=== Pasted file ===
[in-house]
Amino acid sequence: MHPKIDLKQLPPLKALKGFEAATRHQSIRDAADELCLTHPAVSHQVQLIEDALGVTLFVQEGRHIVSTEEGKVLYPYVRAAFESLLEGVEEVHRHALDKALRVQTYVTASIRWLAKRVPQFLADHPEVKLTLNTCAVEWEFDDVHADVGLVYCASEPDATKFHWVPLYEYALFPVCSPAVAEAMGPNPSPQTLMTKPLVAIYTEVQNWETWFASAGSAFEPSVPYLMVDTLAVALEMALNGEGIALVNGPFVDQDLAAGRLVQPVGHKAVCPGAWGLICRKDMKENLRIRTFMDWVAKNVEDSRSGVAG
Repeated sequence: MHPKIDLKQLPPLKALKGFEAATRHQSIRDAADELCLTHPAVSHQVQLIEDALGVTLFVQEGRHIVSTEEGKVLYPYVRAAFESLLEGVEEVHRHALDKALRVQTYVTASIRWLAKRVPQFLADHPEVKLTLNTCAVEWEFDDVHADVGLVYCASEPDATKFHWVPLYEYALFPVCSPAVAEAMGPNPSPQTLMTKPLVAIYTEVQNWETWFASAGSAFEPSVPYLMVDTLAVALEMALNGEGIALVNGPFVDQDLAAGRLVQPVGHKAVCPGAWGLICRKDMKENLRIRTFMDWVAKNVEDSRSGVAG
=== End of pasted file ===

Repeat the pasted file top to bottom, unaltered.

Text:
[in-house]
Amino acid sequence: MHPKIDLKQLPPLKALKGFEAATRHQSIRDAADELCLTHPAVSHQVQLIEDALGVTLFVQEGRHIVSTEEGKVLYPYVRAAFESLLEGVEEVHRHALDKALRVQTYVTASIRWLAKRVPQFLADHPEVKLTLNTCAVEWEFDDVHADVGLVYCASEPDATKFHWVPLYEYALFPVCSPAVAEAMGPNPSPQTLMTKPLVAIYTEVQNWETWFASAGSAFEPSVPYLMVDTLAVALEMALNGEGIALVNGPFVDQDLAAGRLVQPVGHKAVCPGAWGLICRKDMKENLRIRTFMDWVAKNVEDSRSGVAG
Repeated sequence: MHPKIDLKQLPPLKALKGFEAATRHQSIRDAADELCLTHPAVSHQVQLIEDALGVTLFVQEGRHIVSTEEGKVLYPYVRAAFESLLEGVEEVHRHALDKALRVQTYVTASIRWLAKRVPQFLADHPEVKLTLNTCAVEWEFDDVHADVGLVYCASEPDATKFHWVPLYEYALFPVCSPAVAEAMGPNPSPQTLMTKPLVAIYTEVQNWETWFASAGSAFEPSVPYLMVDTLAVALEMALNGEGIALVNGPFVDQDLAAGRLVQPVGHKAVCPGAWGLICRKDMKENLRIRTFMDWVAKNVEDSRSGVAG